LJWorld.com weblogs Town Talk
Plans filed to open rural business that teaches green living classes; Highberger confirms plans to run for statehouse
It is a little hard to think about being green on a day like today. Walk outside, and you are more likely to turn blue. But plans are in the works for a new rural Lawrence business that will teach people to be green all year.
Local herb expert Tamara Fairbanks-Ishmael has filed plans with the Lawrence-Douglas County Planning Department to open Good Earth Gatherings at her home at 858 E. 1500 Road.
Fairbanks-Ishmael plans to convert a barn on the property into a classroom where she'll have instructors who will teach classes on topics such as art journaling, creating miniature gardens, dying fabrics, working with wool, and making your own lotions. (Ohhh, lotion to rub on the iceberg formerly known as my nose would feel good right about now.) Other topics will include food preservation, arts and crafts, home decorating and other similar classes.
Plus, there will be many classes on herbs and herb gardening. Fairbanks-Ishmael runs the Kaw Valley Herbs Study Group, which attracts a monthly gathering of about 50 people. She said the success of that group was one of the reasons she decided to pursue the idea of Good Earth Gatherings.
"I have seen people throughout the area have a real quest for knowledge on things that are self-empowering," Fairbanks-Ishmael said. "Herbs are very self-empowering. They are medicine you can grow in your backyard."
(I hope that is true because I currently have my hand emerged in oregano in hopes that it will help me reattach my frostbitten left thumb.)
If this business sounds familiar to you, perhaps you remember that in late 2011 Fairbanks-Ishmael filed similar plans and ultimately got them approved by the Douglas County Commission. But she said family demands stopped her from opening the business. Her permit expired, so she has filed the paperwork again.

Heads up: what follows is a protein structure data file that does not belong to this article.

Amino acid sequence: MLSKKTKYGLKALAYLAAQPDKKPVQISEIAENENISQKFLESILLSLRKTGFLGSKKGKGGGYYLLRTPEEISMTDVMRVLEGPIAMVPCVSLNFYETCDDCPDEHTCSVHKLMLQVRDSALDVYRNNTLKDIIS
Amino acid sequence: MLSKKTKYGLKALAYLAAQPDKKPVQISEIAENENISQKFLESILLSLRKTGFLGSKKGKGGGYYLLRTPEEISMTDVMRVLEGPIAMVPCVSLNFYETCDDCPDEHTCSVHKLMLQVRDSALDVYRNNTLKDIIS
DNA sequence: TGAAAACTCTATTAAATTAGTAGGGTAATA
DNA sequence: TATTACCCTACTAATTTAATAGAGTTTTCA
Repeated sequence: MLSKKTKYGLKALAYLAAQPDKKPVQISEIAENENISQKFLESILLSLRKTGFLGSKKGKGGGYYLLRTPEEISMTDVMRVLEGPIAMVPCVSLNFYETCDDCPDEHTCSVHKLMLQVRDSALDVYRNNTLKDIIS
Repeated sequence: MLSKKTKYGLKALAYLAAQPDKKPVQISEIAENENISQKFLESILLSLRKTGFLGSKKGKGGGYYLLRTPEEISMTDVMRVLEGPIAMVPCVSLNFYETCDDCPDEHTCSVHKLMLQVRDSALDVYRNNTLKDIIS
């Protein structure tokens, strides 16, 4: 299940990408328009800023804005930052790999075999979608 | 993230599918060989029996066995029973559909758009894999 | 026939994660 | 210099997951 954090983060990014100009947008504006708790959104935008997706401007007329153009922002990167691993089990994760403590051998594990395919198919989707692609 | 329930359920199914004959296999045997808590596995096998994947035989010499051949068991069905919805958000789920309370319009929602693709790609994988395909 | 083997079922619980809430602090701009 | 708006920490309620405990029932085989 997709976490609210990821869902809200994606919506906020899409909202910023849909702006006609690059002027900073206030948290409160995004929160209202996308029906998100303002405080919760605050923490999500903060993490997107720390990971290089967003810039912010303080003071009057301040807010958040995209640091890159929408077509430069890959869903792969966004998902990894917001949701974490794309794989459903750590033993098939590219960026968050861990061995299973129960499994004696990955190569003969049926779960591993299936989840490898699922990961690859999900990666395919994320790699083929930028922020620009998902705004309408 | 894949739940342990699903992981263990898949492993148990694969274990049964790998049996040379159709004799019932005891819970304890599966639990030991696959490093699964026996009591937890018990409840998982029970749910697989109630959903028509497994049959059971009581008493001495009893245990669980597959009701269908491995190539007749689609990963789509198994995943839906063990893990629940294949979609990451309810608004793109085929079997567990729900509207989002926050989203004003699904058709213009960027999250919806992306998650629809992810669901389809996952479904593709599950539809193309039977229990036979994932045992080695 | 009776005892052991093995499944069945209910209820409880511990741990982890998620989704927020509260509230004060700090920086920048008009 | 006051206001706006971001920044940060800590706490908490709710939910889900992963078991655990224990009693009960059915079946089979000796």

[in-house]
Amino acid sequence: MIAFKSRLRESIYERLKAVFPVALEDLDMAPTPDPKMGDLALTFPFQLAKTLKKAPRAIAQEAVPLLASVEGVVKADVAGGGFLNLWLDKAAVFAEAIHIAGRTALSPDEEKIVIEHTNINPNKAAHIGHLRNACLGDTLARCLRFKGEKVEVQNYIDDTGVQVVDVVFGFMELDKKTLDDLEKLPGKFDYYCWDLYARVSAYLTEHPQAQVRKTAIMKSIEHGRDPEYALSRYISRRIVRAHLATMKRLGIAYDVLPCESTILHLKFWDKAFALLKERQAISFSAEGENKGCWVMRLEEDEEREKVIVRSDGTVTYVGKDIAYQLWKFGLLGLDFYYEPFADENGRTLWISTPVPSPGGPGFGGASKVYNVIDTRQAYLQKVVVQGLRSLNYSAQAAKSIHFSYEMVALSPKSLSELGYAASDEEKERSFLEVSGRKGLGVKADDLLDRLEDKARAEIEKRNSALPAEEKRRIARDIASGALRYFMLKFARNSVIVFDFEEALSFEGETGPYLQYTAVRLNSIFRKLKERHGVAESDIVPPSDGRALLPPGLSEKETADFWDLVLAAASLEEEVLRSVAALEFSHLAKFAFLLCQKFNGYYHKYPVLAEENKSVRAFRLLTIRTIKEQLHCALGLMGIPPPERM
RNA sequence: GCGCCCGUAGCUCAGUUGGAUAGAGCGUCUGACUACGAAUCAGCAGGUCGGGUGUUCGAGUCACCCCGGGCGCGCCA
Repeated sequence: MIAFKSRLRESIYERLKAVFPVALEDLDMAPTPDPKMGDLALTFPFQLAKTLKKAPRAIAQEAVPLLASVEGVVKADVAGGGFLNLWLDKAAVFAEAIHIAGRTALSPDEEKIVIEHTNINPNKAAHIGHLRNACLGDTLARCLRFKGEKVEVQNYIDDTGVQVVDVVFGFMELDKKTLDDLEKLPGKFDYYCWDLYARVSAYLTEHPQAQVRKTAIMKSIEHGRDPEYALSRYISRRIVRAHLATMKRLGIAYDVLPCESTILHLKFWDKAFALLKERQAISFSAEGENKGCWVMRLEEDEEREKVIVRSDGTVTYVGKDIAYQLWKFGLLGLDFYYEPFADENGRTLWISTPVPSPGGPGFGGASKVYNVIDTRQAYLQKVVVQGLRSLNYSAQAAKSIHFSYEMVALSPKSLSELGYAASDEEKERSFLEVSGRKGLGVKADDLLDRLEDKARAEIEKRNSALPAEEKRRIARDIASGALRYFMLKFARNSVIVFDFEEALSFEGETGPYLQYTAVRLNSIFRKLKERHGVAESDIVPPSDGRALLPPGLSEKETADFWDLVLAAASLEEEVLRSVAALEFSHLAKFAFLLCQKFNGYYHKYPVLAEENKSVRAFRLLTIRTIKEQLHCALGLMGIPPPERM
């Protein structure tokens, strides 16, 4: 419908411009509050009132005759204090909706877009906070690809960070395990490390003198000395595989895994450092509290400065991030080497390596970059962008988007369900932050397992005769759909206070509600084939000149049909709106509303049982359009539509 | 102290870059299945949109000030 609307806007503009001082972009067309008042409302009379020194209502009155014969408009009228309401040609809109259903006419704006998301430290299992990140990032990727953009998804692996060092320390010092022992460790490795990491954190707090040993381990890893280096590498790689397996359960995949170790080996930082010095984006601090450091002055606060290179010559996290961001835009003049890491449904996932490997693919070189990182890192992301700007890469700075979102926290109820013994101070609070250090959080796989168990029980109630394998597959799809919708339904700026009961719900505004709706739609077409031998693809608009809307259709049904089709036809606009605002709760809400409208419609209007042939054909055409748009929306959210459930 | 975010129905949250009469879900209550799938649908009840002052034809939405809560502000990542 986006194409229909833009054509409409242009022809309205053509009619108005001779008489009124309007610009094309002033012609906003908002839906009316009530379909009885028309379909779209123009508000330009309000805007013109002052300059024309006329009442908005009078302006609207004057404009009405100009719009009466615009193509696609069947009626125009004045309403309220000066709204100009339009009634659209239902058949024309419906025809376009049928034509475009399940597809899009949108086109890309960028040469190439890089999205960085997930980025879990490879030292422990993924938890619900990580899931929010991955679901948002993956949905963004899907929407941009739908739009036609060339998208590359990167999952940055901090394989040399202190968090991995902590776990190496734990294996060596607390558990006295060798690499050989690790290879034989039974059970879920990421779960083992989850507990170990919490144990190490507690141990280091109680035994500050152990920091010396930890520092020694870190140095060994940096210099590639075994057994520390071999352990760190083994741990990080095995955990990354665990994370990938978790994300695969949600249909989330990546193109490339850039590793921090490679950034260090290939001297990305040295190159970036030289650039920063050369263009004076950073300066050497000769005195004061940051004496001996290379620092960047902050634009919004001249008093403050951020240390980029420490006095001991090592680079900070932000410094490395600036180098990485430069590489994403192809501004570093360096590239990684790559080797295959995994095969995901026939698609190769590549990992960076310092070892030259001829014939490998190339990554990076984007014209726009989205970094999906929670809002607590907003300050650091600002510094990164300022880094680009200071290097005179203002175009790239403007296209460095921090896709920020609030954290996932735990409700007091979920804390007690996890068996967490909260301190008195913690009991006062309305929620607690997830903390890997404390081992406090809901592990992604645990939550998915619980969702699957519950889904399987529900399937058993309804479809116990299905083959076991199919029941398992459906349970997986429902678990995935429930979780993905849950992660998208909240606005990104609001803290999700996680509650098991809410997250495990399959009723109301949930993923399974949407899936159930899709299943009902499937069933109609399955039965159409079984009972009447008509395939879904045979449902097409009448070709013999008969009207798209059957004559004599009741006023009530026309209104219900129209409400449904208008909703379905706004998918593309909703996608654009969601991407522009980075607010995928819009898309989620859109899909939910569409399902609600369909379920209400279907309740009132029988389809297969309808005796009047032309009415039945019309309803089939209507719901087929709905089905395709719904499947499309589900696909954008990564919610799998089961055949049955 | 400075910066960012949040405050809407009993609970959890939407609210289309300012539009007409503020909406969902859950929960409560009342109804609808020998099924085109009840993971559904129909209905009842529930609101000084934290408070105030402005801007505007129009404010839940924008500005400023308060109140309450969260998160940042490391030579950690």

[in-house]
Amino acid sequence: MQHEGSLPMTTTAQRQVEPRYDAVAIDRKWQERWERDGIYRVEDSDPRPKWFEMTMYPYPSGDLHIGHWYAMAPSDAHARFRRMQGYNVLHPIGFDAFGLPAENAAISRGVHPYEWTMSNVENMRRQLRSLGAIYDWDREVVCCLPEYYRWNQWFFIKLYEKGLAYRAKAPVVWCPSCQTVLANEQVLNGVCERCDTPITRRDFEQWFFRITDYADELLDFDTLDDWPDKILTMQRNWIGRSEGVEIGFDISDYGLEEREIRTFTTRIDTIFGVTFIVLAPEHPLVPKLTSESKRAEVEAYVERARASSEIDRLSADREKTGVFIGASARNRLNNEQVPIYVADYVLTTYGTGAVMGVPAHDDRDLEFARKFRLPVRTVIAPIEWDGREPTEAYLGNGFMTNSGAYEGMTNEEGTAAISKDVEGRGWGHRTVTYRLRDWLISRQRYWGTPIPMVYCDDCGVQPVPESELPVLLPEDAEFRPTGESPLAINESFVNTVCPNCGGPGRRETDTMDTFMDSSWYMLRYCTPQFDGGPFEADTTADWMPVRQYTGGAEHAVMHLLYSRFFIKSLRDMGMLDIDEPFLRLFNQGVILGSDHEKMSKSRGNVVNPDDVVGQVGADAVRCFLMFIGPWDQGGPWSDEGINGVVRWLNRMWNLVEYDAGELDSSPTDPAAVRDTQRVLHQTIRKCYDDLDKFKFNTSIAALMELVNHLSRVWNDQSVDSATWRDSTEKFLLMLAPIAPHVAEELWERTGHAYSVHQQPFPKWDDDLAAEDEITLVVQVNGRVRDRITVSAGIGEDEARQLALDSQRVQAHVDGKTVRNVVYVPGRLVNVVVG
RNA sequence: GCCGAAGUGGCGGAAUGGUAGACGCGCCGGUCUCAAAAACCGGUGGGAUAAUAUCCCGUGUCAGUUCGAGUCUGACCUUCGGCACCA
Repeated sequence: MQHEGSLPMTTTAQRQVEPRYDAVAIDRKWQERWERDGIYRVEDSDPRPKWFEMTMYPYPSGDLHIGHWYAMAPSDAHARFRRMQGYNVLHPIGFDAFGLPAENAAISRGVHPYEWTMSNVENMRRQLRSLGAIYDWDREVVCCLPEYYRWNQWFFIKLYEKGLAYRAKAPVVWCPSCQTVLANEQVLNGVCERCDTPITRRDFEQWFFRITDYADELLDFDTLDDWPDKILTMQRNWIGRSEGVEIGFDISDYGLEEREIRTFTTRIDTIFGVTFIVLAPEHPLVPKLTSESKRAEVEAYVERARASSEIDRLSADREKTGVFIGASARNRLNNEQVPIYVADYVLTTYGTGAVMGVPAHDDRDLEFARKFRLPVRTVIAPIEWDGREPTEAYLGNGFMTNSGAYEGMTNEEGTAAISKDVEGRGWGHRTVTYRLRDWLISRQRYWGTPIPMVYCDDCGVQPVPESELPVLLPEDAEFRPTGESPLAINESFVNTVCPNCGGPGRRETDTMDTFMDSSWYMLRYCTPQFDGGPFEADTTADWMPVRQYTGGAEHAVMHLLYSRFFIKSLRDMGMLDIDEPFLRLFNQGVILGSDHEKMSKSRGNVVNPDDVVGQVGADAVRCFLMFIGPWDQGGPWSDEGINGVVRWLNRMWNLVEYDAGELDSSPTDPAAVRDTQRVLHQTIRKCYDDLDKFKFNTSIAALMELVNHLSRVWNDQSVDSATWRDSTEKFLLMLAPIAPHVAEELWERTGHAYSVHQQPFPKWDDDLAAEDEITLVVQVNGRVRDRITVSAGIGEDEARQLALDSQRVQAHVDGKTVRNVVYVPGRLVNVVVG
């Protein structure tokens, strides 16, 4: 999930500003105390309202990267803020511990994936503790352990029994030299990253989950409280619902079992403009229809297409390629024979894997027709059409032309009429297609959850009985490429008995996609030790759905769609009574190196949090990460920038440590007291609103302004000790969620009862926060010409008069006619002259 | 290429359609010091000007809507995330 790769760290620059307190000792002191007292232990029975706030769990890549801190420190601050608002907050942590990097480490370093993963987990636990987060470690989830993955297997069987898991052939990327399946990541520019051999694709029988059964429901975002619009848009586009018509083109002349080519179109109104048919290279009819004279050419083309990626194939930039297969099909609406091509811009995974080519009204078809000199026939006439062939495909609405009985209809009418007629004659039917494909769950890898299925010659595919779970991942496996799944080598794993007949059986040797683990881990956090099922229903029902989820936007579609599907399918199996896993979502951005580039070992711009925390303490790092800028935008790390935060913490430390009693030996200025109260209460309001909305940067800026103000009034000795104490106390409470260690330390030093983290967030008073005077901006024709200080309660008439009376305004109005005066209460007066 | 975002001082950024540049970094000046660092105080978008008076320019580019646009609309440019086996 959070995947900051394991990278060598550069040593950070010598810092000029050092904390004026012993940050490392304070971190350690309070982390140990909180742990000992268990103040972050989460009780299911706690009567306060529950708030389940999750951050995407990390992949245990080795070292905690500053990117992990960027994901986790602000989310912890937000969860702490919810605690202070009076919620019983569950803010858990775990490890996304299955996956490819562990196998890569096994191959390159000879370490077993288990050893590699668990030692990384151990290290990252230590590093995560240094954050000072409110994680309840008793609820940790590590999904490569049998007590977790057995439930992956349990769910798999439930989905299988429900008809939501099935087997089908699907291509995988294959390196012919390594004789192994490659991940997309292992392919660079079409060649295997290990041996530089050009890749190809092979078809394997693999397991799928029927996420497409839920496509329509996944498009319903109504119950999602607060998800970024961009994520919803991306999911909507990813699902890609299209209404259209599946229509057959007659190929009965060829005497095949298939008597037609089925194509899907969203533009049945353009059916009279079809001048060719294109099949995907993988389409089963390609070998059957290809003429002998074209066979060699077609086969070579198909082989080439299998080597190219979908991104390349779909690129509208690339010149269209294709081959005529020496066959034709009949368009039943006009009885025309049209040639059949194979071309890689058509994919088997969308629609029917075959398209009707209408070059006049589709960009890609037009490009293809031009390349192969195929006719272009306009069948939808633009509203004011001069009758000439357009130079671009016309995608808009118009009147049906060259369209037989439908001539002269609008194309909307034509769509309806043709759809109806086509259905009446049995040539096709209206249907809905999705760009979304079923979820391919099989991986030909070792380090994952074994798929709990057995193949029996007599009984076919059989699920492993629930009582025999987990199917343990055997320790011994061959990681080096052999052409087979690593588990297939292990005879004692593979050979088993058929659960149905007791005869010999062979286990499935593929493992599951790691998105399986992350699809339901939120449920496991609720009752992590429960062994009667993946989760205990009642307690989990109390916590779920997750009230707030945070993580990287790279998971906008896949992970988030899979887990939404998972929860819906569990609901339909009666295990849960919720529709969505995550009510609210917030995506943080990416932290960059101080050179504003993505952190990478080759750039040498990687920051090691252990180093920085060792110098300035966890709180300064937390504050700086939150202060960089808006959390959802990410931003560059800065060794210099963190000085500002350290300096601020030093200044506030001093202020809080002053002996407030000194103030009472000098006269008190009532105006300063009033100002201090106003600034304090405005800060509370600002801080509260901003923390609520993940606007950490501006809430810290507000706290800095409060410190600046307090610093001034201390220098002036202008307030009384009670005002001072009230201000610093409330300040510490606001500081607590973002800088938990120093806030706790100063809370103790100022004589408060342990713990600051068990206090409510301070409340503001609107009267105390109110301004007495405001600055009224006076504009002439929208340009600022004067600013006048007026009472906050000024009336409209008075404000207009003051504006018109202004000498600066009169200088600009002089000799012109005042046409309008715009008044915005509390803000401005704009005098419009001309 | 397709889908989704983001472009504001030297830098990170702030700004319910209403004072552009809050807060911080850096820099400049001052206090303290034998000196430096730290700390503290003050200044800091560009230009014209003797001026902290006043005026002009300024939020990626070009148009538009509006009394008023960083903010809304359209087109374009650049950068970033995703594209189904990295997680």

This time she said she's on a clear track to open the business. She hopes to begin offering classes in either the late spring or early summer. Or in other words, about the time I regain feeling in my frozen right foot. (Unless, of course, this basil in my sock starts to kick in.)
In other news and notes around town:
• I have a quick bit of political news to pass along. Back in November, I told you it looked like there was a good chance that former Lawrence Mayor Boog Highberger was going to run for the seat in the state legislature being vacated by Rep. Paul Davis, who of course is running for governor. Well, Highberger has confirmed to me that he has made the decision to run. He has recently sent off the paperwork to the Kansas Secretary of State's office. Look for a more formal announcement in the future.
Highberger will run as a Democrat, and that means there will be a primary election for Davis' seat in August. Abbie Hodgson, a former staff member with Govs. Kathleen Sebelius and Mark Parkinson, filed for the seat months ago.
Highberger served six years on the Lawrence City Commission in the 2000s, including a stint as mayor. Highberger is an attorney by trade. He previously was a staff attorney for the Kansas Department of Health and Environment, and now is a partner in a private practice in downtown Lawrence.